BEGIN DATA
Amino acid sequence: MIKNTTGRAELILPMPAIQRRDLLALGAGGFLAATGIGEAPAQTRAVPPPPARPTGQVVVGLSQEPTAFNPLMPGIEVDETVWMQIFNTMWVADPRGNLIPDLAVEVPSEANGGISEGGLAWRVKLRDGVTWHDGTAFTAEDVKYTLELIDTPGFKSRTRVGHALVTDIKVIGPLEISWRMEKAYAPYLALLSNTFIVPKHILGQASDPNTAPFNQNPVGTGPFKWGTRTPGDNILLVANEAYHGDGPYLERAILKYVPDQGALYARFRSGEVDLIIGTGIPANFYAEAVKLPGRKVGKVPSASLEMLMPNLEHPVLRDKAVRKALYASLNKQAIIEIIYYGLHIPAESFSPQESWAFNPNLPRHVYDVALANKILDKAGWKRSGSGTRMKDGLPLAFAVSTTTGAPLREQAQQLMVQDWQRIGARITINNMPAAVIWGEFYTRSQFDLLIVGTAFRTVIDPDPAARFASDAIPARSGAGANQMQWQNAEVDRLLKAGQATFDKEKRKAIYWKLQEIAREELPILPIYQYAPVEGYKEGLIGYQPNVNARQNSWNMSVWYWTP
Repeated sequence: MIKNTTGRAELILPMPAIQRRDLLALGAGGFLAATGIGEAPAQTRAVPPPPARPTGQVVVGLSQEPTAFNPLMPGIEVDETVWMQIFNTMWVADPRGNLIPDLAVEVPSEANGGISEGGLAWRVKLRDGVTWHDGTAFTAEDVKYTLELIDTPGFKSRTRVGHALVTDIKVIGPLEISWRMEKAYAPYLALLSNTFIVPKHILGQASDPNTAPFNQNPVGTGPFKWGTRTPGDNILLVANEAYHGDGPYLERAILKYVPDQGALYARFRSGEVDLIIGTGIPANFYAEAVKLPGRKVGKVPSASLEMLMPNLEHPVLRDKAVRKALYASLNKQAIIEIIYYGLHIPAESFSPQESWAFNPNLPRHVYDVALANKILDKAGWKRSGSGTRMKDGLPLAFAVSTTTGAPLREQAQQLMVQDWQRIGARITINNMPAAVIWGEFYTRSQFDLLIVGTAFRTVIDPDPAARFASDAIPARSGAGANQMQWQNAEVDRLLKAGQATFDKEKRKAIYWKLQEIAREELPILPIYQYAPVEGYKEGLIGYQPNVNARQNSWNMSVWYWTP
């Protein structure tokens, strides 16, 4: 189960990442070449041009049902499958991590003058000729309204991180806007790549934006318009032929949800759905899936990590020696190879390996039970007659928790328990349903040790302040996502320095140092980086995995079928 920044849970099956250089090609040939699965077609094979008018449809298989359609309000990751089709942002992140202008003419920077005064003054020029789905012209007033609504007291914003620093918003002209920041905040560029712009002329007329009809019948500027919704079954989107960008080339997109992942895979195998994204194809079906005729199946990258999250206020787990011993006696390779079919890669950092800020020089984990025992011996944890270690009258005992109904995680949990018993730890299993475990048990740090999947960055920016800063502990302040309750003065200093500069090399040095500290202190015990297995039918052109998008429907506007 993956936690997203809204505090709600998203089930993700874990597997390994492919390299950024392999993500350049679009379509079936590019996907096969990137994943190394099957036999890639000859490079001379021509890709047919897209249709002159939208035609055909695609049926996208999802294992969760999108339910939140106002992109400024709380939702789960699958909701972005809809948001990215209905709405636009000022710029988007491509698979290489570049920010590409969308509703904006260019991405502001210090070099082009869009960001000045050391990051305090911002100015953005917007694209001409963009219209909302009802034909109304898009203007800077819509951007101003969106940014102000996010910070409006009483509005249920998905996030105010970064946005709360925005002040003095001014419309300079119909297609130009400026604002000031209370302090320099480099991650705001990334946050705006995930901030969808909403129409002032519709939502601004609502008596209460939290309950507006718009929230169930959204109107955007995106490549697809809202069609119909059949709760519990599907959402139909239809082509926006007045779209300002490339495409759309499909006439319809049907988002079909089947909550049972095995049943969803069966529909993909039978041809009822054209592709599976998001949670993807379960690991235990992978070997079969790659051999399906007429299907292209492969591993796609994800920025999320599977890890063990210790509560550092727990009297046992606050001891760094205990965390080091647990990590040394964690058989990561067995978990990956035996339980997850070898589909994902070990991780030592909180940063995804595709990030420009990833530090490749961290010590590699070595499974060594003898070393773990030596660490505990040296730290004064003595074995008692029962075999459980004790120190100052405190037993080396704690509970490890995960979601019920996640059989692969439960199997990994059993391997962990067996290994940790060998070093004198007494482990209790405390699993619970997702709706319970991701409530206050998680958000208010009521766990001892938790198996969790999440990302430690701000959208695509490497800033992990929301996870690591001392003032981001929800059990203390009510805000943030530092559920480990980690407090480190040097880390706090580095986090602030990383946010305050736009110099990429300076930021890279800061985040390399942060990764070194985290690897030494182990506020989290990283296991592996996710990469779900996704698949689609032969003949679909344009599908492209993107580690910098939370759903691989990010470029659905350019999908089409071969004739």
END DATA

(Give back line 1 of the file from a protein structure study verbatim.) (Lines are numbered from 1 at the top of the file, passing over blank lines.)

Amino acid sequence: MIKNTTGRAELILPMPAIQRRDLLALGAGGFLAATGIGEAPAQTRAVPPPPARPTGQVVVGLSQEPTAFNPLMPGIEVDETVWMQIFNTMWVADPRGNLIPDLAVEVPSEANGGISEGGLAWRVKLRDGVTWHDGTAFTAEDVKYTLELIDTPGFKSRTRVGHALVTDIKVIGPLEISWRMEKAYAPYLALLSNTFIVPKHILGQASDPNTAPFNQNPVGTGPFKWGTRTPGDNILLVANEAYHGDGPYLERAILKYVPDQGALYARFRSGEVDLIIGTGIPANFYAEAVKLPGRKVGKVPSASLEMLMPNLEHPVLRDKAVRKALYASLNKQAIIEIIYYGLHIPAESFSPQESWAFNPNLPRHVYDVALANKILDKAGWKRSGSGTRMKDGLPLAFAVSTTTGAPLREQAQQLMVQDWQRIGARITINNMPAAVIWGEFYTRSQFDLLIVGTAFRTVIDPDPAARFASDAIPARSGAGANQMQWQNAEVDRLLKAGQATFDKEKRKAIYWKLQEIAREELPILPIYQYAPVEGYKEGLIGYQPNVNARQNSWNMSVWYWTP